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Lecture 9

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Carleton University
PSYC 2600
Elizabeth Nisbet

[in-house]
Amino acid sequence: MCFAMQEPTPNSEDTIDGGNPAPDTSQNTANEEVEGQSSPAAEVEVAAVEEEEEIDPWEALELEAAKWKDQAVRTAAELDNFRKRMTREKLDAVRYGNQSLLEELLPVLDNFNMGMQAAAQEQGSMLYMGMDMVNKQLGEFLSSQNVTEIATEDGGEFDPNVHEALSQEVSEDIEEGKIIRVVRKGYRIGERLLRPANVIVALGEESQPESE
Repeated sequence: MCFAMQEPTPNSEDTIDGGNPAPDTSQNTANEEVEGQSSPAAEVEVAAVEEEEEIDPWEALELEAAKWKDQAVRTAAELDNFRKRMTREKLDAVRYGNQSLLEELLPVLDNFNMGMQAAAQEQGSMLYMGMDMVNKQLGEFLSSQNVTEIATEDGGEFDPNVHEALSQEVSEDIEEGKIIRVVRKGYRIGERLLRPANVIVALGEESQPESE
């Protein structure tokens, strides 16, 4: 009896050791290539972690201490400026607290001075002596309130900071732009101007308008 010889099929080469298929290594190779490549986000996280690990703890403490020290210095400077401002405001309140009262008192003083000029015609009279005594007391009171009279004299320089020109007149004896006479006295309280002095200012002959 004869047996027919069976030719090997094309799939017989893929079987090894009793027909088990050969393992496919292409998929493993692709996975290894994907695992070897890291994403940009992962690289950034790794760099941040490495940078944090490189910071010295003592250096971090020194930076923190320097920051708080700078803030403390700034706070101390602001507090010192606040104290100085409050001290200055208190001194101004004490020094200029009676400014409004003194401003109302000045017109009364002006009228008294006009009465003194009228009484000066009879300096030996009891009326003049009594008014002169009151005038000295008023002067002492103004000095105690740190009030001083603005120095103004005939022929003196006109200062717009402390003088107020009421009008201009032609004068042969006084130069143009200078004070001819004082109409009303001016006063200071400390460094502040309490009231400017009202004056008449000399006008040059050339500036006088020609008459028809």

Lecture 9 (ch.14) In today’s class... - How do we construct the “Self?” - Shyness - Self-esteem – protecting & enhancing - Self-esteem & selective attention – a training program to reduce selective bias in individuals with low self-esteem From the text... - What are all of the different ways we can think about the self? - How does “self” develop? - How does “self” influence our life experience? - What do we know about shyness? - What is self-esteem variability? - What is identity and how does it develop? What happens when there is conflict? Descriptive Component of the Self: Self-Concept - Self-concept is the basis for self-understanding - Self-concept forms an answer to question, “Who am I?” - Development of the Self-Concept - Shyness: When Objective Self-Awareness Becomes Chronic - Self-Schemata: Possible Selves, Ought Selves, and Undesired Selves Animal self concept - Self-awareness not unique to humans (dolphins, great apes, magpies, elephants) - Animal personality (Sam Gosling) - Animals experience emotion - Animals have a sense of self too. They can feel things like grief Development of the Self-Concept - Age 2-3, identify and associate with themselves according to sex and age (expand- family) - Ages 3-4 - skills and talents - Ages 5-6 – social comparison, private self - Teen years - perspective taking ability, objective self-awareness (beginning of social identity) - Describe things about their family first, then their skills / talents, then compare what they can do to others and start knowing that they have privacy (can keep secrets), then know that other people have different thoughts / feelings and that people will evaluate you Shyness: When Objective Self-Awareness Becomes Chronic - Shy people desire friendships and social interactions but are held back by insecurities and fears - Shy people are not introverts - Kagan’s research - Social anxiety - Worried about what other people think of them; worried about being judged negatively - Apprehension about being evaluated - More brain reactivity to novel faces Self-Schemata: Possible Selves, Ought Selves, and Undesired Selves - Self-schemas: built on past experiences, guide info processing about the self, particularly in social interaction - Possible (future) selves: many ideas each person has about who they might become, hope to become, or fear they will become - Ideal self (what a person herself want to be) versus ought self (person’s understanding of what other’s want her to be) - Ideal and ought selves are self-guides - Helps us understand our past / present / future behaviour - We don’t like people to be unpredictable, we like to know that if a person is ex. funny, then we can always rely on them to be funny - Possible selves can be positive or negative (worried about what we’ll become) - Ideal and ought selves can guide us to opportunities Self-Esteem Evaluation of Oneself - Self-esteem refers to your general evaluation of your self-concept along a good-bad or like-dislike dimension - How we feel about ourselves can vary from day-today, hour-to-hour, but always around some average level of self-esteem - People can evaluate themselves differently in different areas of life or different aspects of self - All our successes / failures give us feedback about ourselves • Help determine how we feel about ourselves - Get information from the environment about how your self-worth is in a particular domain - Have an average level, but can vary up and down • Self-s • Esteem variability  People who go up and down a lot have less satisfaction  Greater stability = greater happiness / well-being (healthy) Research on Self-Esteem: Reactions to criticism and failure feedback - Following failure feedback, low self-esteem people are more likely to perform poorly and to give up earlier on subsequent tasks - For a high self-esteem person, in contrast, failure feedback spurs them into action on subsequent tasks, where they are less likely to give up, and work just as hard as they did on the first task - Self-esteem is a by product of happy lives - Artificially boosting self-esteem won’t have a long term effect on making you feel good - People with low self-esteem tend to give up in more situations, and won’t try as hard if given another task; t
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